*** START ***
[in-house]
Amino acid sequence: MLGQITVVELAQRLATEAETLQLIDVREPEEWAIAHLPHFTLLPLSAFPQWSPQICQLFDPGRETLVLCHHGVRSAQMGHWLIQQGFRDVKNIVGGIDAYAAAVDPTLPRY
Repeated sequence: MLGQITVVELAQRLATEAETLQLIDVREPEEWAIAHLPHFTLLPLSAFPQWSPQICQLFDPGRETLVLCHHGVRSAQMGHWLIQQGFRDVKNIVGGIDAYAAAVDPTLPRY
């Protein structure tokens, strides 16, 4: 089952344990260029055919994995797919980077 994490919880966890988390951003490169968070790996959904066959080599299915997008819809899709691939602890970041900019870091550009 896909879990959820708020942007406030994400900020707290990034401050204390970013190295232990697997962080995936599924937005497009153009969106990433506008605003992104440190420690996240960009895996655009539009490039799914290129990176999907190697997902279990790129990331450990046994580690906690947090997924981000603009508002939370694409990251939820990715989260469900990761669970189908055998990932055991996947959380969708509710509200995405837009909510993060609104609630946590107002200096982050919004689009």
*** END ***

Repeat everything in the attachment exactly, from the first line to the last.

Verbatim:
[in-house]
Amino acid sequence: MLGQITVVELAQRLATEAETLQLIDVREPEEWAIAHLPHFTLLPLSAFPQWSPQICQLFDPGRETLVLCHHGVRSAQMGHWLIQQGFRDVKNIVGGIDAYAAAVDPTLPRY
Repeated sequence: MLGQITVVELAQRLATEAETLQLIDVREPEEWAIAHLPHFTLLPLSAFPQWSPQICQLFDPGRETLVLCHHGVRSAQMGHWLIQQGFRDVKNIVGGIDAYAAAVDPTLPRY
């Protein structure tokens, strides 16, 4: 089952344990260029055919994995797919980077 994490919880966890988390951003490169968070790996959904066959080599299915997008819809899709691939602890970041900019870091550009 896909879990959820708020942007406030994400900020707290990034401050204390970013190295232990697997962080995936599924937005497009153009969106990433506008605003992104440190420690996240960009895996655009539009490039799914290129990176999907190697997902279990790129990331450990046994580690906690947090997924981000603009508002939370694409990251939820990715989260469900990761669970189908055998990932055991996947959380969708509710509200995405837009909510993060609104609630946590107002200096982050919004689009």